Featured Research

from universities, journals, and other organizations

Elusive 'hot' electrons captured in ultra-thin solar cells

Date:
December 12, 2009
Source:
Boston College
Summary:
Harnessing the power of "hot" electrons for solar energy has been held as a theoretical possibility. Now researchers report observing the hot electron effect in an ultra-thin solar cell for the first time and collecting the elusive charges, which are typically lost in less than one-trillionth of a second in traditional solar cells.

Boston College researchers have observed the "hot electron" effect in a solar cell for the first time and successfully harvested the elusive charges using ultra-thin solar cells, opening a potential avenue to improved solar power efficiency, the authors report in the current online edition of Applied Physics Letters.

When light is captured in solar cells, it generates free electrons in a range of energy states. But in order to snare these charges, the electrons must reach the bottom of the conduction band. The problem has been that these highly energized "hot" electrons lose much of their energy to heat along the way.

Hot electrons have been observed in other devices, such as semiconductors. But their high kinetic energy can cause these electrons, also known as "hot carriers," to degrade a device. Researchers have long theorized about the benefits of harnessing hot electrons for solar power through so-called "3rd generation" devices.

By using ultrathin solar cells -- a film fewer than 30 nanometers thick -- the team developed a mechanism able to extract hot electrons in the moments before they cool -- effectively opening a new "escape hatch" through which they typically don't travel, said co-author Michael J. Naughton, the Evelyn J. and Robert A. Ferris Professor of Physics at Boston College.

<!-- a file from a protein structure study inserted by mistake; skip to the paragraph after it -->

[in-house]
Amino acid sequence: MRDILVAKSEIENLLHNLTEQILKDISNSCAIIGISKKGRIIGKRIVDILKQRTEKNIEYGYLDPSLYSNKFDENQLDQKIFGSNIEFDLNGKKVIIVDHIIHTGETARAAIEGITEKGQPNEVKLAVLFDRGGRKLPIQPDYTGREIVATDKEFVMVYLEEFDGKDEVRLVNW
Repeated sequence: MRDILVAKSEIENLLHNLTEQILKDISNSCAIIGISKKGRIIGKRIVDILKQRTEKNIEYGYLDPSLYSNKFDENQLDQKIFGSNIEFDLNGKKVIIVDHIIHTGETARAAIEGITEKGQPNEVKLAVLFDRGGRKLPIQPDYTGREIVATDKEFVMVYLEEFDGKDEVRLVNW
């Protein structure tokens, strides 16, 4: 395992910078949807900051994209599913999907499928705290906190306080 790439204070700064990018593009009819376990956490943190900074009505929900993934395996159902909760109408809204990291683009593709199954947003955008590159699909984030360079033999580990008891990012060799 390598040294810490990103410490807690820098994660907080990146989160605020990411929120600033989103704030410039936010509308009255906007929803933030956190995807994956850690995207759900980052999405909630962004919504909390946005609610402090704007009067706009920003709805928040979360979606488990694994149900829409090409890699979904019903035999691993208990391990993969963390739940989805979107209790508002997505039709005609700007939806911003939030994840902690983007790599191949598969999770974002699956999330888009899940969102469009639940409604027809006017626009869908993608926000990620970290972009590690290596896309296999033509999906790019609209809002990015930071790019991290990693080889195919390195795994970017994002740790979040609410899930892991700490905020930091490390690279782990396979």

The team's success centered on minimizing the environment within which the electrons are able to escape, said Professor of Physics Krzysztof Kempa, lead author of the paper.

Kempa compared the challenge to trying to heat a swimming pool with a pot of boiling water. Drop the pot into the center of the pool and there would be no change in temperature at the edge because the heat would dissipate en route. But drop the pot into a sink filled with cold water and the heat would likely raise the temperature in the smaller area.

"We have shrunk the size of the solar cell by making it thin," Kempa said. "In doing so, we are bringing these hot electrons closer to the surface, so they can be collected more readily. These electrons have to be captured in less than a picosecond, which is less than one trillionth of a second."

The ultrathin cells demonstrated overall power conversion efficiency of approximately 3 percent using absorbers one fiftieth as thick as conventional cells. The team attributed the gains to the capture of hot electrons and an accompanying reduction in voltage-sapping heat. The researchers acknowledged the film's efficiency is limited by the negligible light collection of ultra-thin junctions. However, combining the film with better light-trapping technology -- such as nanowire structures -- could significantly increase efficiency in an ultra-thin hot electron solar cell technology.

In addition to Naughton and Kempa, the research team included Professor of Physics Zhifeng Ren, Research Associate Professor and Laboratory Director Andrzej A. Herczynski, Research Scientist Yantao Gao, doctoral student Timothy Kirkpatrick, and Jakub Rybczynski of Solasta Corp., of Newton MA, which supported the research. Naughton, Kempa and Ren are principals in the clean energy firm as well.


Story Source:

The above story is based on materials provided by Boston College. Note: Materials may be edited for content and length.